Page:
And I'm thrilled to say that the author of THE CARPENTER'S GIFT, David Rubel, has written a special guest post giving readers a glimpse into the inspiration behind his book:

When I wrote The Carpenter’s Gift during the fall and winter of 2010–2011, there was no way I could avoid thinking about the similarities between the Great Depression of the 1930s and the economic difficulties of the present day. No one knew in 1931 just how bad things would get, and we didn’t know either in 2010 what greater difficulties the future would hold. The parallels between the 1930s and the current state of the economy still resonate today, I think.

But that wasn’t the only connection I made to Depression-era America. While writing The Carpenter’s Gift, I also thought a lot about the Frank Capra film It’s a Wonderful Life, which also recalls the Great Depression but in a Habitat sort of way. In that film, the main character, George Bailey, spends most of his life helping the townspeople of Bedford Falls build simple, decent, affordable homes. This work comes at the expense of his own dreams and ambitions, but he does it gladly until, in a moment of crisis, he doubts whether he has made the right choice for himself and his family. Happily, his neighbors rally to him in his time of need, and he remembers why he took on the work of helping others in the first place: because giving of himself made him feel so good inside. 

Whenever I watch that movie, I always tear up at the end when George finds redemption in the love and gratitude of his neighbors. The entire film really builds to that moment, in which the feeling of finding one’s place in a moral, spiritually generous world is so exquisitely distilled. I kept thinking about that scene while writing Carpenter’s Gift because I wanted that feeling to permeate my story as well. As I wrote and edited what I had written, I literally asked myself, Will these words make readers feel the way I feel when I watch It’s a Wonderful Life? It was especially important to me that the last scene of the book, in which Henry passes the hammer on to the young girl, evoke this feeling strongly. I can remember the afternoon I wrote that scene and then read it over for the first time. I teared up the same way I do when Gorge Bailey realizes that his life does have meaning. Is there really any better way to feel?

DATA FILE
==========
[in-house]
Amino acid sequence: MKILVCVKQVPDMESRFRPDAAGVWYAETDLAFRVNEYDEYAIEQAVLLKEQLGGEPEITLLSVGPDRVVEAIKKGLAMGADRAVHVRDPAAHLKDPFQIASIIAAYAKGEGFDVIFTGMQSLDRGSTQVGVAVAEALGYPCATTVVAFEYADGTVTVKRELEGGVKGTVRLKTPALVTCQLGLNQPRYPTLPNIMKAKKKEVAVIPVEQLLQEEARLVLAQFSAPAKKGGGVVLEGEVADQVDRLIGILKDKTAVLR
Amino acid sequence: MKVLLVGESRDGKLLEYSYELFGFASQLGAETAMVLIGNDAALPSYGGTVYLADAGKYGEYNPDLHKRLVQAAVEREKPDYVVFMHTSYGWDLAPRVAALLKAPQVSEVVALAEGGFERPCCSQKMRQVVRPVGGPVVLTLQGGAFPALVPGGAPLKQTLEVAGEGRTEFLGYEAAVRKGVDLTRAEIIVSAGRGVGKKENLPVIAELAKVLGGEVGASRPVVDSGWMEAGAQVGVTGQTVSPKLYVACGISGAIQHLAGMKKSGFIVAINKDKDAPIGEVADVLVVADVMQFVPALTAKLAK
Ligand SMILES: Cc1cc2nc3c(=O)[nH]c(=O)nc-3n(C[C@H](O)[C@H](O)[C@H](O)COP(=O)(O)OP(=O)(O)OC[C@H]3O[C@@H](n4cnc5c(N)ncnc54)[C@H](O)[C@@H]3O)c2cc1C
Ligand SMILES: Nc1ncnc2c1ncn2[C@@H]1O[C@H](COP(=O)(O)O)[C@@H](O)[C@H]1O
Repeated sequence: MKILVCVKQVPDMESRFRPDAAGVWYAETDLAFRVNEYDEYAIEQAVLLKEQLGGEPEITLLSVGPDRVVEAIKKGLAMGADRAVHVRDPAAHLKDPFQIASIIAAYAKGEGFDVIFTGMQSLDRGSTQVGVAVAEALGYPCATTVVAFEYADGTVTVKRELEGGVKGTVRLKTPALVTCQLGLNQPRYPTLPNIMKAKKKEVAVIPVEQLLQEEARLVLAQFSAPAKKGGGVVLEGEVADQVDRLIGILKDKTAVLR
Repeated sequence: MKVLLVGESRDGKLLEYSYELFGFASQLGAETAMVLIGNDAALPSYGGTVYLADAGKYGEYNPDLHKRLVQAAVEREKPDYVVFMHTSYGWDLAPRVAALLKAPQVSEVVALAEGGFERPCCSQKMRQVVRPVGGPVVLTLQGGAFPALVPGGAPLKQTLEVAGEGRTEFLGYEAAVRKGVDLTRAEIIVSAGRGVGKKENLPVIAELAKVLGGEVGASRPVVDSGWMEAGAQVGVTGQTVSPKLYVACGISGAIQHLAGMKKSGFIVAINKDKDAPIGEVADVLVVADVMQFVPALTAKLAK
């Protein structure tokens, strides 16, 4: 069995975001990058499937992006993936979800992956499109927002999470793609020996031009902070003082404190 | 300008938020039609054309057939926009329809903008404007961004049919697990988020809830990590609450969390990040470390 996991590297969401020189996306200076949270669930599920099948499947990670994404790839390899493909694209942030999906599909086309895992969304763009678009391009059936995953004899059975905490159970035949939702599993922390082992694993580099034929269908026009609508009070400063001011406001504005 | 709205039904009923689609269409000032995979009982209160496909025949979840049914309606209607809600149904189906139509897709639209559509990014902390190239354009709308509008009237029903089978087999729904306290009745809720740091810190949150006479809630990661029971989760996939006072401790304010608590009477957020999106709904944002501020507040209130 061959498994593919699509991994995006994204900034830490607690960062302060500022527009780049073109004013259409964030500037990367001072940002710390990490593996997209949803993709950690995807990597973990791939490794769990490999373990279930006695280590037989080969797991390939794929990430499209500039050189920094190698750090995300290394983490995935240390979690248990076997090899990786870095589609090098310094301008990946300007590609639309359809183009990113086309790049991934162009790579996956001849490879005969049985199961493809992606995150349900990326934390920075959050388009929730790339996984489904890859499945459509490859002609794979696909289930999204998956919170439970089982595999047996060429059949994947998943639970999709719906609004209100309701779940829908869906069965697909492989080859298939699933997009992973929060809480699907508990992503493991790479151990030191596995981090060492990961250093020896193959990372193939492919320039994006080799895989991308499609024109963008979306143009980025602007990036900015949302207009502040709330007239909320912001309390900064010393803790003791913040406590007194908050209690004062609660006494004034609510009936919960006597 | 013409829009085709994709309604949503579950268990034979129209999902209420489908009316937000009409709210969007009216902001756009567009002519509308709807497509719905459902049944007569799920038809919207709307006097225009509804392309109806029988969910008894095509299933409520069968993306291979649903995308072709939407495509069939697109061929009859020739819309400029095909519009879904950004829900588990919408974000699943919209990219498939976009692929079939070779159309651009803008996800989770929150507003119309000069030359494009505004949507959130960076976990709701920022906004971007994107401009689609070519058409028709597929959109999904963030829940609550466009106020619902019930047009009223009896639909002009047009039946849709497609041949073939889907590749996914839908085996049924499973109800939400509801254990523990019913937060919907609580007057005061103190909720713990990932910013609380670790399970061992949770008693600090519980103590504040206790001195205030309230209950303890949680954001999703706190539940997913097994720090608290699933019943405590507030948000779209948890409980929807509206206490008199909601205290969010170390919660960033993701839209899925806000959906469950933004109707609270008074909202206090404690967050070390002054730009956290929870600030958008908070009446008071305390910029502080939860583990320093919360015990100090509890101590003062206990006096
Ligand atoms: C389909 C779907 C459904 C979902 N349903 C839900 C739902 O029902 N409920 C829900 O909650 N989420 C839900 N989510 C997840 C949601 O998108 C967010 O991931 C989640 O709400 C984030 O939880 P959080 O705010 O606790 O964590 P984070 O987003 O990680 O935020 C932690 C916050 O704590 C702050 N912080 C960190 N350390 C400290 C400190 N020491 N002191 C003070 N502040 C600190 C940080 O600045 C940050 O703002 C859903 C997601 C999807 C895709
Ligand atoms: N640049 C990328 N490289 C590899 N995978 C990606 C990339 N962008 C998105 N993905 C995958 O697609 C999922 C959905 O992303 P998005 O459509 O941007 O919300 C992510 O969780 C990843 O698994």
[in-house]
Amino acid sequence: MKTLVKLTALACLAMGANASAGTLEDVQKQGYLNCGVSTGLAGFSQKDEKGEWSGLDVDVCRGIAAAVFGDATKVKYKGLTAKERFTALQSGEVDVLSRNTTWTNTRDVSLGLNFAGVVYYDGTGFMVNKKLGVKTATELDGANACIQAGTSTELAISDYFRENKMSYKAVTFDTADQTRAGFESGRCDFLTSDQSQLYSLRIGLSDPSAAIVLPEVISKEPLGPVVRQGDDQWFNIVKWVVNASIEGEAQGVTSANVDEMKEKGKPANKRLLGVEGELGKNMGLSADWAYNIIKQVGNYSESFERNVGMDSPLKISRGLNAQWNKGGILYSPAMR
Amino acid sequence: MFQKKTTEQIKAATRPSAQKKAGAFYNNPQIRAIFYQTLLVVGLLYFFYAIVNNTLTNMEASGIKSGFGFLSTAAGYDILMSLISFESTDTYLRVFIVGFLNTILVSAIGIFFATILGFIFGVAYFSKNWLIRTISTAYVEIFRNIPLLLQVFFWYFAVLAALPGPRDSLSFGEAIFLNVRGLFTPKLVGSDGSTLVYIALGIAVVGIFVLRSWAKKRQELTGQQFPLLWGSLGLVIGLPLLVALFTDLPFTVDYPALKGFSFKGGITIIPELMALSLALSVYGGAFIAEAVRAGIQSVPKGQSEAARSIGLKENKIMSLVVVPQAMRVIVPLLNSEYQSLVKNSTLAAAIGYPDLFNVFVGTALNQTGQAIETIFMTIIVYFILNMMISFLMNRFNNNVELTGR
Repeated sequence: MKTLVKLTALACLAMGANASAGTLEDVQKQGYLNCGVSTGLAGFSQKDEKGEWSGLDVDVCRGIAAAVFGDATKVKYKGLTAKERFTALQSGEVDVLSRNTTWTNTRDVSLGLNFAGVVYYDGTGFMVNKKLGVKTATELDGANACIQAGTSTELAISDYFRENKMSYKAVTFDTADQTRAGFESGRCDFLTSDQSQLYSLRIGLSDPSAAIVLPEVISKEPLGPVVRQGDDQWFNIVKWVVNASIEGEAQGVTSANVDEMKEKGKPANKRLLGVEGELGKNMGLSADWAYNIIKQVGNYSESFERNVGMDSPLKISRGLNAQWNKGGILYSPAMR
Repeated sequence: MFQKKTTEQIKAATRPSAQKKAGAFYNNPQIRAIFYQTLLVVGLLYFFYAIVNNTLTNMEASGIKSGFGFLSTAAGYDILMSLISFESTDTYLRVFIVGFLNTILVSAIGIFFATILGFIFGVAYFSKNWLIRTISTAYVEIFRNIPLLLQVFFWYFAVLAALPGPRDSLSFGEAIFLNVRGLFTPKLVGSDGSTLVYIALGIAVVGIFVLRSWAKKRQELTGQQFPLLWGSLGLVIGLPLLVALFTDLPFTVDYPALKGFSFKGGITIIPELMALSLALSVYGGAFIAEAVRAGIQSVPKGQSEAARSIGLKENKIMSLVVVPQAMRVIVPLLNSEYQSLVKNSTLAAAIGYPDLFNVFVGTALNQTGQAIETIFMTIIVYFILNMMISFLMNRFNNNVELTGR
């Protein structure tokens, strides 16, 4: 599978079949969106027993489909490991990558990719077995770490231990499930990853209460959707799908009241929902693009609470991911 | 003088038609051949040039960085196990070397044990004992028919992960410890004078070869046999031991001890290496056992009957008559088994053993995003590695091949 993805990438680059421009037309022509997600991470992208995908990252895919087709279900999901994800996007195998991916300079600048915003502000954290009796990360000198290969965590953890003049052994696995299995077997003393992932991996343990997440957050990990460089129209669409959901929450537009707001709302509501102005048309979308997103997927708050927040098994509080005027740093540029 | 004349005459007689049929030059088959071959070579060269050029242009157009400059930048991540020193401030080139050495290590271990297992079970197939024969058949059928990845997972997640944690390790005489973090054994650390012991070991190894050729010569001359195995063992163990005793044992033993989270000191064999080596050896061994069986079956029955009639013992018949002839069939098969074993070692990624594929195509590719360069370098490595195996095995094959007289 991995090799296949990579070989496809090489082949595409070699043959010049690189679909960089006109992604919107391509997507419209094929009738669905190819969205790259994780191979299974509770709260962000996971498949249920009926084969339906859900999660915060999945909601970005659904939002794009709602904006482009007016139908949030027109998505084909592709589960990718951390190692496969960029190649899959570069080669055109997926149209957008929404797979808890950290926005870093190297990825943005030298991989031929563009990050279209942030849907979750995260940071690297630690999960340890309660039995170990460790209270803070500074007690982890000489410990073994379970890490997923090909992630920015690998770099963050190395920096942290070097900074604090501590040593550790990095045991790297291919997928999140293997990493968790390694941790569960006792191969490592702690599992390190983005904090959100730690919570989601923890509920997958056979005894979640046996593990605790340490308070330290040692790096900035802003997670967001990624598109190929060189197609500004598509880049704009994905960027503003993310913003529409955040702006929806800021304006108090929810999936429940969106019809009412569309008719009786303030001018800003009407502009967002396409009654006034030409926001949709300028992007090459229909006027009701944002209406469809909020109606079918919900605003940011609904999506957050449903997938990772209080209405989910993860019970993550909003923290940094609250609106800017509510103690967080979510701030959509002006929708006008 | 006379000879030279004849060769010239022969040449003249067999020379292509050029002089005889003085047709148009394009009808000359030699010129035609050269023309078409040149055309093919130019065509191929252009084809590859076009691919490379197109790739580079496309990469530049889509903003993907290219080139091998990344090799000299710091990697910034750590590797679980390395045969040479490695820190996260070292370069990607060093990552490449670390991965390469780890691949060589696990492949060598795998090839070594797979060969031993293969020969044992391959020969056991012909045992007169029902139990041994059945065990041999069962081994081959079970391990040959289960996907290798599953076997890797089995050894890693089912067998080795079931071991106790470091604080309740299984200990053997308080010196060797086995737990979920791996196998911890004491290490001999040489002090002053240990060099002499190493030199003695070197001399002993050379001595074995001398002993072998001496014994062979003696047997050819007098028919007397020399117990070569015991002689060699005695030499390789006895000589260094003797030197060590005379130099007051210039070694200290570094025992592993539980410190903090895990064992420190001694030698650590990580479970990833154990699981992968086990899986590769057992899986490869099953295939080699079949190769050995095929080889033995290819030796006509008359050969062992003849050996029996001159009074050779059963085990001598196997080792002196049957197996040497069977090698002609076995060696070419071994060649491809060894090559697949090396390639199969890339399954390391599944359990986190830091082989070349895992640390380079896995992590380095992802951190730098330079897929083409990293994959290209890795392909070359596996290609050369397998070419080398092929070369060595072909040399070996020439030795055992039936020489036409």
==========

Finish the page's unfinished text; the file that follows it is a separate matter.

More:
I adored everything about THE CARPENTER'S GIFT and I highly recommend reading it this holiday season!

You can check out the rest of the tour here:

Wednesday, November 21st, 2012:
Thursday, November 22nd, 2012:
Friday, November 23rd, 2012: The Book Maven’s Haven

Sunday, November 25th, 2012: {Eat the Book}
Monday, November 26th, 2012: Maestra Amanda’s Boohkshelf
Tuesday, November 27th, 2012:
Wednesday, November 28th, 2012 · Nerdy Book Club · Watch. Connect. Read · SharpRead

Giveaway alert: I have a copy of THE CARPENTER'S GIFT to share with one lucky reader. To enter, just fill out the form below before November 30th at 11:59 p.m. ET. I will randomly select and notify the winner the following day. This contest is open to those of you with U.S. addresses only. Good luck!
If you'd like to participate in Kid Konnection and share a post about anything related to children's books (picture, middle grade, or young adult) from the past week, please leave a comment as well as a link below with your name/blog name and the title of the book! Feel free to grab the little button too!


bermudaonion said...

Oh my gosh, what a fabulous book! I can tell from the trailer that it's beautiful!

ChaosIsAFriendOfMine said...

Sounds like a really great story!